Check out our most popular articles from 2016 and discover our newly published essays for UNHCR Innovation’s Year in Review.

For UNHCR’s Innovation Service, our priorities are always to the field. Today, we are providing operational support to challenges within emergencies, education, data, and energy. We’re catalyzing the innovation environment within UNHCR, and connecting people, initiatives, and programs both within the organization and outside of it. We are nurturing and learning from innovations emerging from affected communities. Our next step is to anticipate the needs of the future. Read more.

Refugees and migrants, speaking a range of languages, needed critical information. They actively sought updates and advice, but often found a range of often misleading rumors on social media. When new waves of refugees and migrants were arriving quickly, UNHCR field staff often ended up answering the same questions over and over again. UNHCR needed a wider range of tools to increase two-way communication with refugees. Read more.

UNHCR’s Innovation Fellows play a leading role in creating the organizational change that will allow UNHCR to adapt with it. We believe that if you want to innovate, you need to focus on the people and that’s the very basis of the Fellowship. But how do we go beyond the Innovation Fellows and create a change in mindset across the entire organization? Read more.

Launched in June 2016, UNHCR’s Innovation Fund is an experimental resource that field operations could use to prototype or scale up good practices and test out creative ideas. The architecture of the Innovation Fund was designed to build capacity and invest in people across the organization who otherwise would not receive financial support. The Innovation Fund ended up allocating USD 1.2 million to applicants across twenty-eight countries during 2016. These were some of the lessons learned along the way. Read more.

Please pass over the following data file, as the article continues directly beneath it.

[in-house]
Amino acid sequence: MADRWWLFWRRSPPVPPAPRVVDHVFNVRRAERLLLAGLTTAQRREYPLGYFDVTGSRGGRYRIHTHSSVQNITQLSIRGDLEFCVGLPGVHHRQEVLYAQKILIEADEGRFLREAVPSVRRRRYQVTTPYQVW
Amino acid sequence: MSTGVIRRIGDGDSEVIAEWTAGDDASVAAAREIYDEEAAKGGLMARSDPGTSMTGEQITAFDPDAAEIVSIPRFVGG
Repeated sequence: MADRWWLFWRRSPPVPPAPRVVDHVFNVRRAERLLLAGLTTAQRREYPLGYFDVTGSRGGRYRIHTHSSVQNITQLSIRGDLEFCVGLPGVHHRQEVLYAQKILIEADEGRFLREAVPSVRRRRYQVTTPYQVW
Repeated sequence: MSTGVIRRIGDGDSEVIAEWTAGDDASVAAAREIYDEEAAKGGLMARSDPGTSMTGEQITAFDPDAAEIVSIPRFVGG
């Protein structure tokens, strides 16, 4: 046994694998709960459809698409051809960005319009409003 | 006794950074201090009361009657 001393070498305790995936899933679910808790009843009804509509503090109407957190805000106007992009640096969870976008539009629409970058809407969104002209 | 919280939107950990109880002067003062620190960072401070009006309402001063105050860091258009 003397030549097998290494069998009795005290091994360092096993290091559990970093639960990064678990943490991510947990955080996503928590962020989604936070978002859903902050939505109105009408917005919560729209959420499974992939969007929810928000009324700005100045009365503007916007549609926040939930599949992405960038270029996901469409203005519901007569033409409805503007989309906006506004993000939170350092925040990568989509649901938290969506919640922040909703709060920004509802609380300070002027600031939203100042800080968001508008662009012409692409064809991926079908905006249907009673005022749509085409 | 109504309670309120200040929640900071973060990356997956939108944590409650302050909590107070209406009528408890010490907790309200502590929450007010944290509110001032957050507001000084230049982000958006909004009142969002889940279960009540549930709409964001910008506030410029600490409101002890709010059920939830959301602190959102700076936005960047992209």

UNHCR’s Connectivity for Refugees program addresses three key challenges: making connectivity available, affordable, and usable. In so doing, it is figuring out ways to bring the digital revolution to displaced people, and to the humanitarians serving them. Simply, we can’t undo the Internet and humanitarian sector will have to embrace technological advances. The challenge for UNHCR will be to lead in this, not be dragged by it. Read more.

Often in the humanitarian sector, we treat the symptom instead of the root cause of the problem. This was a lesson learned early by Rumbidzai Mapolisa, an Innovation Fellow based in Harare, Zimbabwe. Following her journey as an Innovation Fellow, Mapolisa and other UNHCR Zimbabwe staff catalyzed a transformation of how the country operation operates. Through strategically bringing the innovation process into their programming cycle, they are not only mainstreaming refugee-led innovation but are creating mindset shift in how traditional humanitarian aid is viewed. Read more.